25 Aug Angus Webb
Angus Webb, Australia
Dr Angus Webb is a Senior Lecturer in Environmental Hydrology and Water Resources at the University of Melbourne, Australia. His research centres on the study and restoration of large-scale environmental problems in freshwater systems. Angus is heavily involved in the monitoring, evaluation and adaptive management of environmental water delivered under the Australian government’s Murray-Darling Basin Plan, leading the program for the Goulburn River, Victoria. Angus has authored over 100 publications in the international literature, including 58 journal papers. He is an editor of the recent book, “Water for the Environment: from policy and science to implementation and management”, and is currently editing two journal special issues on different aspects of environmental water science and management. He was awarded the 2013 prize for Building Knowledge in Waterway Management by the River Basin Management Society in Australia, and the 2012 Australian Society for Limnology Early Career Achievement Award.
Presentation Title: Principles for monitoring, evaluation and adaptive management of environmental flows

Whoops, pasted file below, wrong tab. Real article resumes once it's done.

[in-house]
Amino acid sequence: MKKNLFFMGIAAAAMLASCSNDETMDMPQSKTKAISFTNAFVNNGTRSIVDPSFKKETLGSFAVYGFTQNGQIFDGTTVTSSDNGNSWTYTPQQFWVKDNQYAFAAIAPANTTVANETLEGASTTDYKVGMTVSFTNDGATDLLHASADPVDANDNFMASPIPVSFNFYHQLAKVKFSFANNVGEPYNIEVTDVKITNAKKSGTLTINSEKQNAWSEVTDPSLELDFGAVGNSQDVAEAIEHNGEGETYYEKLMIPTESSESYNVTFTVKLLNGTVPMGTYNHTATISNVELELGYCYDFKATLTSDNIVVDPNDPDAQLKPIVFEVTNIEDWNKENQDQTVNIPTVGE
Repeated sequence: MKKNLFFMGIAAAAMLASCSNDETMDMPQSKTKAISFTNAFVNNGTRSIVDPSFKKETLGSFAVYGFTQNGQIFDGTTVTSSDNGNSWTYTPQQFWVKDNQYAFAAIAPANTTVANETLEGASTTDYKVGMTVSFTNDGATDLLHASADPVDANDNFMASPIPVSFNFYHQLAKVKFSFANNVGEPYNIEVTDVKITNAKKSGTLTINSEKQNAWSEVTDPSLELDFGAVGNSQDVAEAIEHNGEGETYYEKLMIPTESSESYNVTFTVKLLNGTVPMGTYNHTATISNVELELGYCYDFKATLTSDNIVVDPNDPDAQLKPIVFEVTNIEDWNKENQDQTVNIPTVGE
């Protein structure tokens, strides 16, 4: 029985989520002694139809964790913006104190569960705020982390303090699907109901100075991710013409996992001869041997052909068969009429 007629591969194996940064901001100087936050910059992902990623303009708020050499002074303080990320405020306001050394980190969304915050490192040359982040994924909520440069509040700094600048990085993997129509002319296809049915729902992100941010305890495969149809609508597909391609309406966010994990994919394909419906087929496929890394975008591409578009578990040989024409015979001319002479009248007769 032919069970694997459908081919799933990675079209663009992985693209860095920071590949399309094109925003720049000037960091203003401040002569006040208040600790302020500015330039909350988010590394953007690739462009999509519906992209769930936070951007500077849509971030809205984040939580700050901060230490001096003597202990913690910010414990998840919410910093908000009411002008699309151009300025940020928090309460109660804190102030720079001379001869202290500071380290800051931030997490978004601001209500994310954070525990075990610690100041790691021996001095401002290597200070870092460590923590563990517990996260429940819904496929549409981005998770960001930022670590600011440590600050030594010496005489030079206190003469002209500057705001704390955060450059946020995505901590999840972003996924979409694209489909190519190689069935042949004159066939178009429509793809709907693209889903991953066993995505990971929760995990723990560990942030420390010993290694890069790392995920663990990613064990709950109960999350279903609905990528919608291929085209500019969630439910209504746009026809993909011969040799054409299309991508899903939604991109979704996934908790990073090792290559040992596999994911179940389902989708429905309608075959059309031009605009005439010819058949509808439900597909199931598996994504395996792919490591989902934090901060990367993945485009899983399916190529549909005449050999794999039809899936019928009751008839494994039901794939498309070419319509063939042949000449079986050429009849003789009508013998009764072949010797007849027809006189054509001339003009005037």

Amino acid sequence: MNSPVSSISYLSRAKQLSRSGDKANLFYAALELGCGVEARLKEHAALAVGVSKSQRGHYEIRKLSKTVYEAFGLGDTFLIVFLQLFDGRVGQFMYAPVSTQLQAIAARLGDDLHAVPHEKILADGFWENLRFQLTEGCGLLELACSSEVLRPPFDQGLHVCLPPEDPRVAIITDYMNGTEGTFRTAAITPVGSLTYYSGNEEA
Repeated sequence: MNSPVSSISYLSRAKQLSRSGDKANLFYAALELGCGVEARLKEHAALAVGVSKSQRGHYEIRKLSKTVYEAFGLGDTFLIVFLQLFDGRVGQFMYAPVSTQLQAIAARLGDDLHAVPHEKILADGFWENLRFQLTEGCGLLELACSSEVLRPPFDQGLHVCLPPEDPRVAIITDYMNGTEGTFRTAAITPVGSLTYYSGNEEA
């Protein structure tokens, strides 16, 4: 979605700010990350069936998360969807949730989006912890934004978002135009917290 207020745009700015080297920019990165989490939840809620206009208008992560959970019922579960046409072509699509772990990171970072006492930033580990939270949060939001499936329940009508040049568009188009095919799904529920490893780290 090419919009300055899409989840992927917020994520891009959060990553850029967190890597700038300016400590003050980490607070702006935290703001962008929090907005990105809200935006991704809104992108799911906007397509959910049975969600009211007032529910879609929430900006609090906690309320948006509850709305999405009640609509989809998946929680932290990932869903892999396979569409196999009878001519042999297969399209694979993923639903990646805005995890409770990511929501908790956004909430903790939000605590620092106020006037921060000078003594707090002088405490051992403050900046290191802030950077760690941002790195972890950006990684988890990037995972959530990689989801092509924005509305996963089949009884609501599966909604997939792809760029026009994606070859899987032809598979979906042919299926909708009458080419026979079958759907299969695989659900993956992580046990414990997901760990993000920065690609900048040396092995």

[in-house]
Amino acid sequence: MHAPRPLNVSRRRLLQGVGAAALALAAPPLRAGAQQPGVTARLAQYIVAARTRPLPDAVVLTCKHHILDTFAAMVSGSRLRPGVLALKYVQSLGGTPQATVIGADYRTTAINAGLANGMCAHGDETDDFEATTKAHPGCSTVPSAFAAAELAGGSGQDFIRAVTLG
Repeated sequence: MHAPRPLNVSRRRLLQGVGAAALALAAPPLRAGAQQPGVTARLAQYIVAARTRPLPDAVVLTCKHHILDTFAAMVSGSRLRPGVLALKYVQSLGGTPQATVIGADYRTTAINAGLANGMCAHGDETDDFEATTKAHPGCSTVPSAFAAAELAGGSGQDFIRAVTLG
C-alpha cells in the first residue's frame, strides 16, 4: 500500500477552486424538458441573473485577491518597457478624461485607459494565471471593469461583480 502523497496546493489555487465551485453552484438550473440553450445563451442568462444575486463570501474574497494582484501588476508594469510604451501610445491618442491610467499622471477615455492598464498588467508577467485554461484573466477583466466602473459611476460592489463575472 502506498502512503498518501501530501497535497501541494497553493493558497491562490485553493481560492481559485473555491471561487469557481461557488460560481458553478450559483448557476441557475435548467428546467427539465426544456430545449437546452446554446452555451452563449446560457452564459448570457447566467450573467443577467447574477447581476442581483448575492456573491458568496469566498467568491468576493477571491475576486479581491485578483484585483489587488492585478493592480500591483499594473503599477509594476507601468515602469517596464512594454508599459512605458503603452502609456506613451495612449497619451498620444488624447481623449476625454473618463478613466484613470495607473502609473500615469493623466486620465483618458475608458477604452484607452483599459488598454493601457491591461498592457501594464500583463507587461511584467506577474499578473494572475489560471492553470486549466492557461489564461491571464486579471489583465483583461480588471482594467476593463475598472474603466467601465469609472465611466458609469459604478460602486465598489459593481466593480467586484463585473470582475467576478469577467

Environmental flows are often a contentious investment in the environment that must be delivered under uncertainty regarding its ecological and social benefits. Adaptive management can be used to facilitate decision making under uncertainty, and new knowledge and understanding gained used to improve management decisions and outcomes over time. However, there is a perception that adaptive management has failed to deliver improvements in decision making and learning. Moreover, while monitoring and evaluation is an essential feature of adaptive management, too often monitoring of environmental flows has been absent or of poor quality. We outline a set of general principles for improving monitoring, evaluation and adaptive management of environmental water regimes. Overall, successful adaptive management depends upon the formation and maintenance of strong partnerships based on mutual trust and a shared vision for the river being managed. In more detail, we recognize the importance of: recognition of the time necessary to build and maintain partnerships; appreciation of the importance of individuals, roles, skills and experience; looking for understanding from other projects, but realizing that there is no single recipe; recognizing that adaptive management may emerge spontaneously; coordination of monitoring and evaluation across large spatial and temporal scales; creation of monitoring programs of requisite simplicity; using innovative approaches to analysis and evaluation to make the most of the available data; maintaining the adaptive aspect of adaptive management; and ensuring regular reporting of observations, learnings and processes – this in particular is of great importance. We contend that successful adaptive management is much more common than widely perceived, but a lack of documentation and reporting means that these successes remain hidden, and the learnings are not taken up elsewhere. The inclusion of ‘reflectors’ in monitoring and evaluation teams will better capture the lessons learned by individual programs, improving adaptive management into the future.